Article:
NASHVILLE, Tenn. - A Washington, D.C.-based U.S. District Judge struck down a Kentucky deal mandating that most recipients of Kentucky’s Medicaid coverage must work or volunteer to receive benefits, saying the requirements don’t align with the state’s objective to give medical assistance to Kentuckians.
Friday's decision left many in the Volunteer State to wonder what might be ahead for Tennessee’s own law passed this year that could lead to work, volunteer or schooling requirements for most receiving TennCare.
While no work requirements are currently in effect in Tennessee, the law the state legislature passed this year allows TennCare to negotiate work requirements with the Federal Government.
“I would be very surprised if Tennessee’s work requirements law isn't struck down within the next year,”said Rep. Mike Stewart (D-Nashville).
“And good riddance.”
Stewart, a critic of the work requirements law, says he thinks Tennessee's work requirements will never go into effect.
“It’s a terrible law, it’s a dishonest people, it would do the opposite of what we need to be doing: it would kick people off healthcare,”Stewart said.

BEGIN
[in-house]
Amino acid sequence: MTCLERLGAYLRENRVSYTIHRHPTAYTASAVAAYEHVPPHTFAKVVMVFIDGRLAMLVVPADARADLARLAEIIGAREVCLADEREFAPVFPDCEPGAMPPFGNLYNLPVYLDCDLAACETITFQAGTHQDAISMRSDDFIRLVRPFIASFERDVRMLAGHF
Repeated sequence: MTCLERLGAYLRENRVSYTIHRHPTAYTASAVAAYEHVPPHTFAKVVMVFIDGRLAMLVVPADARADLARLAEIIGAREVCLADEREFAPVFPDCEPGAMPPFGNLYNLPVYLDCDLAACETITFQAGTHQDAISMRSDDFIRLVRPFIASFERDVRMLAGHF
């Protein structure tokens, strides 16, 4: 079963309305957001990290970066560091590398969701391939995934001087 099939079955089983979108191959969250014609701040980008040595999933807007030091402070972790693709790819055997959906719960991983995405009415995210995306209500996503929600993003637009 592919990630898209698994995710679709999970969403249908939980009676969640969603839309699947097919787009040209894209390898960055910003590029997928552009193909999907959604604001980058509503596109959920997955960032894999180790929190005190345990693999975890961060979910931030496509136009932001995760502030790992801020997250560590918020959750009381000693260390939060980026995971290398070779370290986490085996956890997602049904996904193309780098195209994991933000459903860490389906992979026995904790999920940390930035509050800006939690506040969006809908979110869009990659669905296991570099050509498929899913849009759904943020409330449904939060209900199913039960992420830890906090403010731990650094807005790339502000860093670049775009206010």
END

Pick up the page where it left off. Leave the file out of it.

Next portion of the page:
“We need to have more healthcare for more people.”
But Sen. Kerry Roberts (R-Springfield), the author of the Senate bill, disagrees, saying this federal court's ruling likely won't last long.
“I'm sure it will be overturned by the Supreme Court,”Roberts said.
He says work requirements tied to food stamps have the precedent of being upheld in federal courts. He says while TennCare works out a deal with the federal government, the state may consider this latest ruling.
“It’s very possible TennCare takes today’s ruling and works with Centers for Medicare and Medicaid Services to craft a ruling that will be upheld in federal court, and not be affected by the federal ruling",Roberts said.
If the work requirements issue ends up in the Supreme Court, it will likely be heard before more conservative-leaning justices, with President Trump’s second Supreme Court pick expected to be seated for the start of the court’s next term in October.